Friday, March 4, 2016

#12: When Editing Costs YOU Money!

Forgive me for being out of touch! Blogger is glitching like crazy for me. I've been reluctant to post this one cuz it's full of spacing and image problems that I still haven't figured out how to fix. But I don't want to get too far behind in the process, so onward, good authors!! 

Luckily #12 in the Book Deal Boot Camp isn't (quite) as rough!
It has to do with what the inside of your book looks like. Because there's one other editor involved in getting your book on the shelves: the production editor. They work with the copy editor and the printer, laying out your 12 pt Times New Roman manuscript into book pages. They choose the font, arrange the spacing, numbering - and everything else you expect to see on the pages of a published book. 

In the biz, this part of the process is called 'flowing the book.' It's a time-consuming job that starts many months before your book is released. There's one hitch - if you don't get your major edits done before this stage ...

Your publisher can charge you money to get the book done!

I didn't have much to do with my production editor on my first book - and if you're a novelist, neither will you - because most novels are straight-ahead prose. But if you're a non-fiction writer whose book contains lots of charts, graphs or other images, you may be in closer contact with your production editor just to make sure everything looks right.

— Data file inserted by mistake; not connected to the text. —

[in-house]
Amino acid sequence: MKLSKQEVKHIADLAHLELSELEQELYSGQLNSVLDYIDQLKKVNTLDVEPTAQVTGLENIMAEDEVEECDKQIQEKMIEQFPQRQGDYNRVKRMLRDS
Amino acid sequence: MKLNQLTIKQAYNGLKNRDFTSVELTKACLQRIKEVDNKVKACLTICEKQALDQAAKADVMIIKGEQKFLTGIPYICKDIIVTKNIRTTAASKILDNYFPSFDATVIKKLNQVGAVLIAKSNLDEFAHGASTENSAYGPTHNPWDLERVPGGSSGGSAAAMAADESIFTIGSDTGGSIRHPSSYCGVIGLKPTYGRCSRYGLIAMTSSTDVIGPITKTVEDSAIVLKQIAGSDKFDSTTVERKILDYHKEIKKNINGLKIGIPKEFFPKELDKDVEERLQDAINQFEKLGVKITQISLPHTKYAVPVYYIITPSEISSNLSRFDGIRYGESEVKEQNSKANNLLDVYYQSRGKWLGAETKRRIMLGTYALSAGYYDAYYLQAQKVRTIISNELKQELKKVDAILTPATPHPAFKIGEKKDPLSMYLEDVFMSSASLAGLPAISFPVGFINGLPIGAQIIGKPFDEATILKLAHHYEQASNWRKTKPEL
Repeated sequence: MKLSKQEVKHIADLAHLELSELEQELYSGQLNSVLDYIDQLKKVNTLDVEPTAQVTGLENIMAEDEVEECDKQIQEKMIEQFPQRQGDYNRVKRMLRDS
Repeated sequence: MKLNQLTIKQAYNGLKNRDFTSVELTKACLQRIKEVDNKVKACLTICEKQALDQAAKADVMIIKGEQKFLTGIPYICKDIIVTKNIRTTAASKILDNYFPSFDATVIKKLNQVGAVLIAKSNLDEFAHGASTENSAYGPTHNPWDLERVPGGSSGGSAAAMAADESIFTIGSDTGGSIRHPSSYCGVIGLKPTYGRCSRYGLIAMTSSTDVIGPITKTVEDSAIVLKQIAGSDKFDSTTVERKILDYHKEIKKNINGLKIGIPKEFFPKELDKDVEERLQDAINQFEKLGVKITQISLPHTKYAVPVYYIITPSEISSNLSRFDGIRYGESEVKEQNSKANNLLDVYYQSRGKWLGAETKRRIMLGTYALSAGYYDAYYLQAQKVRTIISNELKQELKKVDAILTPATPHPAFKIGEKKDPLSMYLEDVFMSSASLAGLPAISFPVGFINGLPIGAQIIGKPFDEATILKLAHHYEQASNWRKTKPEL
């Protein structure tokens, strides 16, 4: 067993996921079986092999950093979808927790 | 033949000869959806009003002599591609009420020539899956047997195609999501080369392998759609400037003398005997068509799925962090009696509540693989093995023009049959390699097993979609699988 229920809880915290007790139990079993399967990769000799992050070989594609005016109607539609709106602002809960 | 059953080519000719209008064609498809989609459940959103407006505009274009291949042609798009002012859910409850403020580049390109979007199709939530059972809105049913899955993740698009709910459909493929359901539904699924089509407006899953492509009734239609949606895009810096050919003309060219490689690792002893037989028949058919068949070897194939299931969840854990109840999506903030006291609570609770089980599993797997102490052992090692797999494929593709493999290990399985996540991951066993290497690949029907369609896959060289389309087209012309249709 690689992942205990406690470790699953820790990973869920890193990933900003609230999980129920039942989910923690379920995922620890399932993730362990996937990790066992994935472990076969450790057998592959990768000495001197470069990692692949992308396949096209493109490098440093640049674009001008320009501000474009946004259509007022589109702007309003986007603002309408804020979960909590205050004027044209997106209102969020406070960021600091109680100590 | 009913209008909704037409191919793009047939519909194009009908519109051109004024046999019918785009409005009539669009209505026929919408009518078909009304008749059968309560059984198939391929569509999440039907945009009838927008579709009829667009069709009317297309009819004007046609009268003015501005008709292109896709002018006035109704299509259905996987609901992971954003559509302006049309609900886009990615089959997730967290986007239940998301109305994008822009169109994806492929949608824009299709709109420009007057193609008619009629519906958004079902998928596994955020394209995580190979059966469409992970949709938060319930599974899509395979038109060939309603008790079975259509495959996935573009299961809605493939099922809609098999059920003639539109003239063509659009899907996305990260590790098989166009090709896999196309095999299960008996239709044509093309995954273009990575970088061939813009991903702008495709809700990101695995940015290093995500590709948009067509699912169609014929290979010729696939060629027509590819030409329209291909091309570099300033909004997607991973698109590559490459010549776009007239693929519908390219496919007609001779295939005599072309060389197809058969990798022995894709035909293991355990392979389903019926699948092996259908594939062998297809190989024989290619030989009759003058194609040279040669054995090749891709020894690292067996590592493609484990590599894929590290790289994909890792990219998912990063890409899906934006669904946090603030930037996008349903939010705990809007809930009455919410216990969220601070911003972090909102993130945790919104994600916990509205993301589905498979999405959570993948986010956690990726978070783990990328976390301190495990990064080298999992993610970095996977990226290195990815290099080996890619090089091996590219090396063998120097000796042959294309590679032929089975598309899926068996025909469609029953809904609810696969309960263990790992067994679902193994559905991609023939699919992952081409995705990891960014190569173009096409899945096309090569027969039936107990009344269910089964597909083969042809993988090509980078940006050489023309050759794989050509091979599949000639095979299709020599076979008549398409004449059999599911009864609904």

I did have to work more closely with the P.E. on my second book. 

That's because there were extra visual elements - like newspaper articles, party invitations, a sign or two. (The book was about the Hamptons and we really wanted to reflect what life was like there, cuz it's a lot more than hanging around the pool!) I had no idea how much extra work these elements would be for the production editor, but she was a doll through the entire process. In the end, St. Martin's press did a lovely job and those visual elements looked gorgeous.

But here's how this part of the process can cost you money ...

Bill, Payments, Money, Business

By the time you move into the copyediting phase, the book will already have been flowed. Copyediting usually means a little fix here and there, so that doesn't affect the spacing of the text in a big way. But if you're making big creative changes - adding or removing whole chapters or scenes - that might mean the book has to be 're-flowed.'

It's an expensive process that publishers don't enjoy paying for - the business has tight enough margins as it is. So it's within the publisher's right to charge you the cost of re-flowing the book. On my second book, there was even a "Dear Author" form letter attached to the manuscript that indicated any changes that affected the 'flow' of the book would be charged to me.

Getting a book deal doesn't mean you have free reign!

Unless you want to pay out of pocket, don't think you have until the last minute to make sweeping changes to the story. Make sure you get all your major, creative revisions done when you're still working on the book in manuscript form with your editor. Your royalty rate is only around 10% in the first place ...

You don't want to actually have to pay for editing too!

Still more to go in the Book Deal Boot Camp! I'm determined to help make your first deal a success! Thanks for following along!!

1 comment:

  1. Wow, that would totally suck to have to pay for last-minute changes when, as you state, author royalties are already so low.
    Thanks for another informative post.